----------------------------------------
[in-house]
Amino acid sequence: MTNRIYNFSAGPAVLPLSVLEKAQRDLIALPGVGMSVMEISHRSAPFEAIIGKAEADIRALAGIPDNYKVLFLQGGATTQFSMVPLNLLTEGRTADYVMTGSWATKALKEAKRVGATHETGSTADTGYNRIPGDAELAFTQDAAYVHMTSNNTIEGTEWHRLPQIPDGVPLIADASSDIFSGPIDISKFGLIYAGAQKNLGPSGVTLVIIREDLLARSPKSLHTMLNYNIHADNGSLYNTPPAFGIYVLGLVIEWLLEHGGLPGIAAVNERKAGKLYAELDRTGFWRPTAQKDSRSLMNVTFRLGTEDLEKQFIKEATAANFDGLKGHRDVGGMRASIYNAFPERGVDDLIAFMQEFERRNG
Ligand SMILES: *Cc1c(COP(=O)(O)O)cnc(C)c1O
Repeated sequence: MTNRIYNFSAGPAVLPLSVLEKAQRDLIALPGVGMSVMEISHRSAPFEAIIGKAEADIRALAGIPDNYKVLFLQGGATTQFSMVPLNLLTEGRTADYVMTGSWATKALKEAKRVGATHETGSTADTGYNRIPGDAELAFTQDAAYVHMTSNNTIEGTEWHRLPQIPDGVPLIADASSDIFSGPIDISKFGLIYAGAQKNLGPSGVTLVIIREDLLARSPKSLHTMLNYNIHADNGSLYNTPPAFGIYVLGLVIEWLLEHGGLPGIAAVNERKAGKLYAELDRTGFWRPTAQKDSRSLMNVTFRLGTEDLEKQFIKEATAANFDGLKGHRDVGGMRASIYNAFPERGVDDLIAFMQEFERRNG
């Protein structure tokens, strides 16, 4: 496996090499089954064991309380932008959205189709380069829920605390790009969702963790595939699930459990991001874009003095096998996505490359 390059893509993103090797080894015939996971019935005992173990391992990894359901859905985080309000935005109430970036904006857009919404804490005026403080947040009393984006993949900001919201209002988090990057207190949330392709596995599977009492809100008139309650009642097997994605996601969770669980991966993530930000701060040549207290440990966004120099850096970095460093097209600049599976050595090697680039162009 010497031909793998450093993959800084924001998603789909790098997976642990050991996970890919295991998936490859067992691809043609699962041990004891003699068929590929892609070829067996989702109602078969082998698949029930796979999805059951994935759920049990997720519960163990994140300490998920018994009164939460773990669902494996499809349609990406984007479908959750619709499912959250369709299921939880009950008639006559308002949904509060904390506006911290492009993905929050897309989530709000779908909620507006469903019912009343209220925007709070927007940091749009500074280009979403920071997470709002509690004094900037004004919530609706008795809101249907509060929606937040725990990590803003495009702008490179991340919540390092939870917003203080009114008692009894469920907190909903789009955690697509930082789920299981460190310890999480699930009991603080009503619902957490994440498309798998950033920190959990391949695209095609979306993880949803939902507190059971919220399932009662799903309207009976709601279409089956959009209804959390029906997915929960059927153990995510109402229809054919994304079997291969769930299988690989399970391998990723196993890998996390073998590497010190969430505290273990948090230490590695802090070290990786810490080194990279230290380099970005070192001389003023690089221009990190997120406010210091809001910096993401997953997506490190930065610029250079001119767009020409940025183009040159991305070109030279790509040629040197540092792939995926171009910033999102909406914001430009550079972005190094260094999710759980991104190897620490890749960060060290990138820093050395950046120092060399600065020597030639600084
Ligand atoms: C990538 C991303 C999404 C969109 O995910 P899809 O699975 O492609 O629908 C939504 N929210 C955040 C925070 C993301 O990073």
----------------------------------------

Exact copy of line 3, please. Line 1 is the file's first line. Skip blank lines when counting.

Ligand SMILES: *Cc1c(COP(=O)(O)O)cnc(C)c1O